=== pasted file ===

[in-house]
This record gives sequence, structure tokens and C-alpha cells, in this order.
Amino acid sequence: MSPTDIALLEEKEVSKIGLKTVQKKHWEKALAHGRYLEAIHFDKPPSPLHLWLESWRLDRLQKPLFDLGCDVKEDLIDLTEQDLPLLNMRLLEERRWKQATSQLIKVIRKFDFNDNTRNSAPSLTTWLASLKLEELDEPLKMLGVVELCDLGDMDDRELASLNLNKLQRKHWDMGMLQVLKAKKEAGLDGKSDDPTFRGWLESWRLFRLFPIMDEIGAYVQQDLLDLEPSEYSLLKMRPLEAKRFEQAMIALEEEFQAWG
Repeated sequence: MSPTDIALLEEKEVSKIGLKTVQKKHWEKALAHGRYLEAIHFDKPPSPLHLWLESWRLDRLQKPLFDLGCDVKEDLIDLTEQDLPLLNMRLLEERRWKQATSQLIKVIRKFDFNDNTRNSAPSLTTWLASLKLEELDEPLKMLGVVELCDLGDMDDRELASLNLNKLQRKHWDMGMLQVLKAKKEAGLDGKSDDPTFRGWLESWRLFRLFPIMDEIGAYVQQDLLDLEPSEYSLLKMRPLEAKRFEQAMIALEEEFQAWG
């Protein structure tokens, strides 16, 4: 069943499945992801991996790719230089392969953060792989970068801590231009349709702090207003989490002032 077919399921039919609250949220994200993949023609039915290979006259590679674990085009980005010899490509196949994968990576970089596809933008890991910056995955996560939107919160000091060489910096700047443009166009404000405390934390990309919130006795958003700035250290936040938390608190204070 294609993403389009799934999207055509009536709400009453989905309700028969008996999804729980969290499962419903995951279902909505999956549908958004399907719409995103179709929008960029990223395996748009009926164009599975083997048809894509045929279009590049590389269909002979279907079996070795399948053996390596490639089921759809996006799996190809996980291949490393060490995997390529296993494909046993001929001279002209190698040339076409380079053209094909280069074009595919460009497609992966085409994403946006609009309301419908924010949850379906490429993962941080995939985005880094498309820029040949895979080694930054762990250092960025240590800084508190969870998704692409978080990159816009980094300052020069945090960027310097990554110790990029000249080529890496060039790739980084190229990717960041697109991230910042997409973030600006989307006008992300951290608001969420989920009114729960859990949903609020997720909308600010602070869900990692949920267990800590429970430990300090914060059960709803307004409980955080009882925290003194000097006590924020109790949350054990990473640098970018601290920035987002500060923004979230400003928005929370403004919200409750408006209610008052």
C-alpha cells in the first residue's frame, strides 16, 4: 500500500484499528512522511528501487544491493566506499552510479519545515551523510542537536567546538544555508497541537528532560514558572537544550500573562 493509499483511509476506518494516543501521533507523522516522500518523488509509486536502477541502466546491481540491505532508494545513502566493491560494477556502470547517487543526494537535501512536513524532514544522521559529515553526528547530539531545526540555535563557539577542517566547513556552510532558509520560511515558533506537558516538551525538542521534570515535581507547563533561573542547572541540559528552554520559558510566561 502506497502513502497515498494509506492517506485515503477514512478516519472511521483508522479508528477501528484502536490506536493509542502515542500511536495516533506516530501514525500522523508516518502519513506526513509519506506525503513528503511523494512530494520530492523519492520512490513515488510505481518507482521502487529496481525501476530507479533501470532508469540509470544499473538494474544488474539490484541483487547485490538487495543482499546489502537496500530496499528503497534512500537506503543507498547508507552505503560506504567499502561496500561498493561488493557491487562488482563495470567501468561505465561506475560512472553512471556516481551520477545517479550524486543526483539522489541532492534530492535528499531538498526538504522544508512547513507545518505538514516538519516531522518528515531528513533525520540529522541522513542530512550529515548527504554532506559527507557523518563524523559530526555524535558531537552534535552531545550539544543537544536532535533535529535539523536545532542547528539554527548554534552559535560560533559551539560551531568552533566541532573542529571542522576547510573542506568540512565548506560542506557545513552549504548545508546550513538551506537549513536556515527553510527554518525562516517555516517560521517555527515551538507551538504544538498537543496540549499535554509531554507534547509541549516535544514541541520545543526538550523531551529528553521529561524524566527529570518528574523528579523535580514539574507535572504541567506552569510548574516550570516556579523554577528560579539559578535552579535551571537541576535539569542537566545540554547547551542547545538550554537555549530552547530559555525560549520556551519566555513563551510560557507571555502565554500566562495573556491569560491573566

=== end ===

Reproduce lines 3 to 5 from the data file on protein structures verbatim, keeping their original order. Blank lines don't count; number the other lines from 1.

Amino acid sequence: MSPTDIALLEEKEVSKIGLKTVQKKHWEKALAHGRYLEAIHFDKPPSPLHLWLESWRLDRLQKPLFDLGCDVKEDLIDLTEQDLPLLNMRLLEERRWKQATSQLIKVIRKFDFNDNTRNSAPSLTTWLASLKLEELDEPLKMLGVVELCDLGDMDDRELASLNLNKLQRKHWDMGMLQVLKAKKEAGLDGKSDDPTFRGWLESWRLFRLFPIMDEIGAYVQQDLLDLEPSEYSLLKMRPLEAKRFEQAMIALEEEFQAWG
Repeated sequence: MSPTDIALLEEKEVSKIGLKTVQKKHWEKALAHGRYLEAIHFDKPPSPLHLWLESWRLDRLQKPLFDLGCDVKEDLIDLTEQDLPLLNMRLLEERRWKQATSQLIKVIRKFDFNDNTRNSAPSLTTWLASLKLEELDEPLKMLGVVELCDLGDMDDRELASLNLNKLQRKHWDMGMLQVLKAKKEAGLDGKSDDPTFRGWLESWRLFRLFPIMDEIGAYVQQDLLDLEPSEYSLLKMRPLEAKRFEQAMIALEEEFQAWG
């Protein structure tokens, strides 16, 4: 069943499945992801991996790719230089392969953060792989970068801590231009349709702090207003989490002032 077919399921039919609250949220994200993949023609039915290979006259590679674990085009980005010899490509196949994968990576970089596809933008890991910056995955996560939107919160000091060489910096700047443009166009404000405390934390990309919130006795958003700035250290936040938390608190204070 294609993403389009799934999207055509009536709400009453989905309700028969008996999804729980969290499962419903995951279902909505999956549908958004399907719409995103179709929008960029990223395996748009009926164009599975083997048809894509045929279009590049590389269909002979279907079996070795399948053996390596490639089921759809996006799996190809996980291949490393060490995997390529296993494909046993001929001279002209190698040339076409380079053209094909280069074009595919460009497609992966085409994403946006609009309301419908924010949850379906490429993962941080995939985005880094498309820029040949895979080694930054762990250092960025240590800084508190969870998704692409978080990159816009980094300052020069945090960027310097990554110790990029000249080529890496060039790739980084190229990717960041697109991230910042997409973030600006989307006008992300951290608001969420989920009114729960859990949903609020997720909308600010602070869900990692949920267990800590429970430990300090914060059960709803307004409980955080009882925290003194000097006590924020109790949350054990990473640098970018601290920035987002500060923004979230400003928005929370403004919200409750408006209610008052």